Sixteen female current and former athletes from across the country last week filed a lawsuit against the National Collegiate Athletic Association, accusing it of violating their Title IX rights by allowing males to compete in girls’ and women’s sports and to use locker rooms designated for females.

Filed March 14 in U.S. District Court in Atlanta, the lawsuit aims to disqualify biological males from competing against female athletes going forward. It also calls for requiring the NCAA to strip transgender athletes of any awards given to them in girls’ and women’s competitions and award them instead to their female rivals.

Riley Gaines—formerly a swimmer for the University of Kentucky—is one of the 16 women pressing the lawsuit. She is best-known for tying for fifth place with University of Pennsylvania transgender swimmer Lia Thomas in the 200-yard NCAA freestyle championship in 2022.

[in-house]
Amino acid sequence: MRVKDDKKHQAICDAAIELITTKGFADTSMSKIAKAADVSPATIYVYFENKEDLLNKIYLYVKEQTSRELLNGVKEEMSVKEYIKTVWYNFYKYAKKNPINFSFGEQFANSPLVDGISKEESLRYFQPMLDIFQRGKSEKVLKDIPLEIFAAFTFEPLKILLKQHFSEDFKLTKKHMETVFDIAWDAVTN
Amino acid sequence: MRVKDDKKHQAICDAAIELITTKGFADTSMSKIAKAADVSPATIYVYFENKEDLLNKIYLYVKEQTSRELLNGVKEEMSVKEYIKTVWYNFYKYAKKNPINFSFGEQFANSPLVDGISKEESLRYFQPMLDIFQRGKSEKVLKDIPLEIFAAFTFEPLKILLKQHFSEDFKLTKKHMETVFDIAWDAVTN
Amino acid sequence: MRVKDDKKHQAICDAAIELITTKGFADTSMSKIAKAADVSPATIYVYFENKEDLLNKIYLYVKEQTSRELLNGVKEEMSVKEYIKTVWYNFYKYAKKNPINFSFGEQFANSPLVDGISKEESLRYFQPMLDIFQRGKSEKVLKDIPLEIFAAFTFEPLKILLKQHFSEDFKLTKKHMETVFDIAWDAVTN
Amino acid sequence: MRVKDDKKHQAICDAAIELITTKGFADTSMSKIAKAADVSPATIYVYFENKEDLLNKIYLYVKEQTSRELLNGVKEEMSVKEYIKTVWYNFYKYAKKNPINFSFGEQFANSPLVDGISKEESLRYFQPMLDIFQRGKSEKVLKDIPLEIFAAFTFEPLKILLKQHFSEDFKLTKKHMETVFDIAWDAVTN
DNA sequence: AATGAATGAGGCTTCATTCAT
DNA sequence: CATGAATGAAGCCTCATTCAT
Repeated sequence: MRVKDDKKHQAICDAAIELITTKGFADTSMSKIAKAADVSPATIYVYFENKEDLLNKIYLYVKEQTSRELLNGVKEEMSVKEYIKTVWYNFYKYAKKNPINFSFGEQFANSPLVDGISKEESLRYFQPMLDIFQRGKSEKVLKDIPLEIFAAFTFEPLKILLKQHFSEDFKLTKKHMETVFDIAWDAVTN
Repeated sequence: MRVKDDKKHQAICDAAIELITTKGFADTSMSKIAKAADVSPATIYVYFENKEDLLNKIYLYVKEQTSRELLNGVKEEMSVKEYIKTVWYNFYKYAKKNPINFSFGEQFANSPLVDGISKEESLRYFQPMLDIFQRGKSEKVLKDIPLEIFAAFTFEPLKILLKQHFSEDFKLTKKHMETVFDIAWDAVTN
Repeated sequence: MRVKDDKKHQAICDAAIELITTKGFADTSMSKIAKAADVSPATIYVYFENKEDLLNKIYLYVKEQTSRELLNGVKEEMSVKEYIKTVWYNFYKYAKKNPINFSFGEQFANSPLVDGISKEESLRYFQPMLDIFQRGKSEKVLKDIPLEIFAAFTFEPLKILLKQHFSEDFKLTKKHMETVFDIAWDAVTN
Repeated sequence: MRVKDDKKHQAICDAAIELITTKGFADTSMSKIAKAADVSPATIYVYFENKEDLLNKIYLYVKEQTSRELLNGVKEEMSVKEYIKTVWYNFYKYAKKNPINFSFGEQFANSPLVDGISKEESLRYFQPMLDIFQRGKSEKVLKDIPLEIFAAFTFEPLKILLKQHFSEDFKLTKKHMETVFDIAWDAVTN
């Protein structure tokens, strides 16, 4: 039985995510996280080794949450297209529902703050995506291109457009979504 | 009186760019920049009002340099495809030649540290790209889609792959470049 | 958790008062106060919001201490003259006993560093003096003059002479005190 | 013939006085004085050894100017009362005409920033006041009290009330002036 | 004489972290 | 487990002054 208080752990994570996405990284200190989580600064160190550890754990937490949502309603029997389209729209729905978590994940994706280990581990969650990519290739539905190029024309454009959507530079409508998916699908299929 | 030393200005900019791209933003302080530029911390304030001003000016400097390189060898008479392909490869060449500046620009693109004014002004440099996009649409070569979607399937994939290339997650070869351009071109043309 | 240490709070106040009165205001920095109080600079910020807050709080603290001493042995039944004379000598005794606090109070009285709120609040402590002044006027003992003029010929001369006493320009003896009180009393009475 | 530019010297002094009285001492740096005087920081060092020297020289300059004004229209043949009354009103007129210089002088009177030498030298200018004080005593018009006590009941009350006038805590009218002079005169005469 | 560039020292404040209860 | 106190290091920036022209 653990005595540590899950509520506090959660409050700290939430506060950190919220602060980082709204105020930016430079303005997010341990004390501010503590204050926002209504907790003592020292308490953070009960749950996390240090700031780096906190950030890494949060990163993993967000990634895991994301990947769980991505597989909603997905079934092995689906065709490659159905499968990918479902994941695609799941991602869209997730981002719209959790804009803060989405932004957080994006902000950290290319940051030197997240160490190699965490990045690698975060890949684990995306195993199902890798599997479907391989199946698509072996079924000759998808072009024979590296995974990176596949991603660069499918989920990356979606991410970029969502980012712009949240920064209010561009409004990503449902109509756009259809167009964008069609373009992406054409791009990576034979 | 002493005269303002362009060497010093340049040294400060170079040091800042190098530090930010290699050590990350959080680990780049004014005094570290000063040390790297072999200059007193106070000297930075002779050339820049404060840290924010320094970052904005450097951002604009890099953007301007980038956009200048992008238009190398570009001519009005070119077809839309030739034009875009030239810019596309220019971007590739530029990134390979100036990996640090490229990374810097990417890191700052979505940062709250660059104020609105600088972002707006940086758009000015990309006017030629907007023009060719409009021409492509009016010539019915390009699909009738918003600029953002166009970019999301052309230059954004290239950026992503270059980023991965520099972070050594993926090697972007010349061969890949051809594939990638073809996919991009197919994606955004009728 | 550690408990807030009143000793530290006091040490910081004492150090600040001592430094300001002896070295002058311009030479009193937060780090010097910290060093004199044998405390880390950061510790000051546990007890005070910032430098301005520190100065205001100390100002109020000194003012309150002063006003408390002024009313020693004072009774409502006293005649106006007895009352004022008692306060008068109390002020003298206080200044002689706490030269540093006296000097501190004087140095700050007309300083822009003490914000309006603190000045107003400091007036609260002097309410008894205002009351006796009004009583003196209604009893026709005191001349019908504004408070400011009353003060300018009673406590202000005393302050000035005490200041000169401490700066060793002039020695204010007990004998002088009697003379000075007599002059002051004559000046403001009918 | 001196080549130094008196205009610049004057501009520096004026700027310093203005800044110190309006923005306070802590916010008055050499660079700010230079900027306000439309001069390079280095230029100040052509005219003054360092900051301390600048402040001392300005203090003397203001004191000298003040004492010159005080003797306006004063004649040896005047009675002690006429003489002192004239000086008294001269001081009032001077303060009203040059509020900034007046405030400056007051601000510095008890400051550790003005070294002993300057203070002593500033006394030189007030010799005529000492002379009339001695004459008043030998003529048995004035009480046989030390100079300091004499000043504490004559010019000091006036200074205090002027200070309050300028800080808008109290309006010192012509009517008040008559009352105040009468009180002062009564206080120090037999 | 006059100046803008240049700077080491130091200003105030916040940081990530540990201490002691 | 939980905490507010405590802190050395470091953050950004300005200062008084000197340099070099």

Along with eight other swimmers, Gaines holds the NCAA responsible for “destroying female safe spaces” by permitting transgenders access to women’s locker rooms without their consent.

Other plaintiffs include:

  • Kylee Alons, former North Carolina State swimmer
  • Katie Blankenship, Roanoke College swimmer
  • Réka György, Virginia Tech swimmer
  • Julianna Morrow, Roanoke College swimmer
  • Lily Mullens, Roanoke College swimmer
  • Kate Pearson, Roanoke College swimmer
  • Carter Satterfield, Roanoke College swimmer
  • Kaitlynn Wheeler, University of Kentucky swimmer
  • Ainsley Erzen, University of Arkansas runner
  • Ellie Eades, University of Kentucky tennis player
  • Susanna Price, Roanoke College runner and swimmer

Four other female athletes are co-plaintiffs under pseudonyms to protect themselves from retaliation and reprisal. They represent swimming, track, and volleyball.

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